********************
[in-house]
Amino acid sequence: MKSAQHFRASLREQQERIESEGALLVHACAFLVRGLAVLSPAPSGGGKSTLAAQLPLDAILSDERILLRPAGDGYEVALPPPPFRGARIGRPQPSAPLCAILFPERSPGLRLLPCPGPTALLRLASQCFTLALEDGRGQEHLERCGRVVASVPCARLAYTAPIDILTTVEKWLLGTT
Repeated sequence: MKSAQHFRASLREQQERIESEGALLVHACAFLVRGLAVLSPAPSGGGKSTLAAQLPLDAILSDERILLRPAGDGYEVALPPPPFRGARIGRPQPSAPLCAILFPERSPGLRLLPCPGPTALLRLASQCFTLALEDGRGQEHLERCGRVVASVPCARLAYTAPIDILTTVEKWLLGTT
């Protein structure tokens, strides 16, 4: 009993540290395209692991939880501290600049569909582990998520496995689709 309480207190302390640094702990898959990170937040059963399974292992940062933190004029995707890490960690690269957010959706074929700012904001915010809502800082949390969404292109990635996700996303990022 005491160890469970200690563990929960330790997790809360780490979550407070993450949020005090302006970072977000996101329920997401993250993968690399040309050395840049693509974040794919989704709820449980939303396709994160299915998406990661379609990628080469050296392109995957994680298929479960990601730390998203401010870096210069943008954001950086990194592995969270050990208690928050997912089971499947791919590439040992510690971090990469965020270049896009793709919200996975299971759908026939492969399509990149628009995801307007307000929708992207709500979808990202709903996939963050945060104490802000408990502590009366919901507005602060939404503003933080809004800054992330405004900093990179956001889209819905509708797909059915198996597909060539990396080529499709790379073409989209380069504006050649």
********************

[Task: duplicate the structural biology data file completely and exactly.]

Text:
[in-house]
Amino acid sequence: MKSAQHFRASLREQQERIESEGALLVHACAFLVRGLAVLSPAPSGGGKSTLAAQLPLDAILSDERILLRPAGDGYEVALPPPPFRGARIGRPQPSAPLCAILFPERSPGLRLLPCPGPTALLRLASQCFTLALEDGRGQEHLERCGRVVASVPCARLAYTAPIDILTTVEKWLLGTT
Repeated sequence: MKSAQHFRASLREQQERIESEGALLVHACAFLVRGLAVLSPAPSGGGKSTLAAQLPLDAILSDERILLRPAGDGYEVALPPPPFRGARIGRPQPSAPLCAILFPERSPGLRLLPCPGPTALLRLASQCFTLALEDGRGQEHLERCGRVVASVPCARLAYTAPIDILTTVEKWLLGTT
């Protein structure tokens, strides 16, 4: 009993540290395209692991939880501290600049569909582990998520496995689709 309480207190302390640094702990898959990170937040059963399974292992940062933190004029995707890490960690690269957010959706074929700012904001915010809502800082949390969404292109990635996700996303990022 005491160890469970200690563990929960330790997790809360780490979550407070993450949020005090302006970072977000996101329920997401993250993968690399040309050395840049693509974040794919989704709820449980939303396709994160299915998406990661379609990628080469050296392109995957994680298929479960990601730390998203401010870096210069943008954001950086990194592995969270050990208690928050997912089971499947791919590439040992510690971090990469965020270049896009793709919200996975299971759908026939492969399509990149628009995801307007307000929708992207709500979808990202709903996939963050945060104490802000408990502590009366919901507005602060939404503003933080809004800054992330405004900093990179956001889209819905509708797909059915198996597909060539990396080529499709790379073409989209380069504006050649």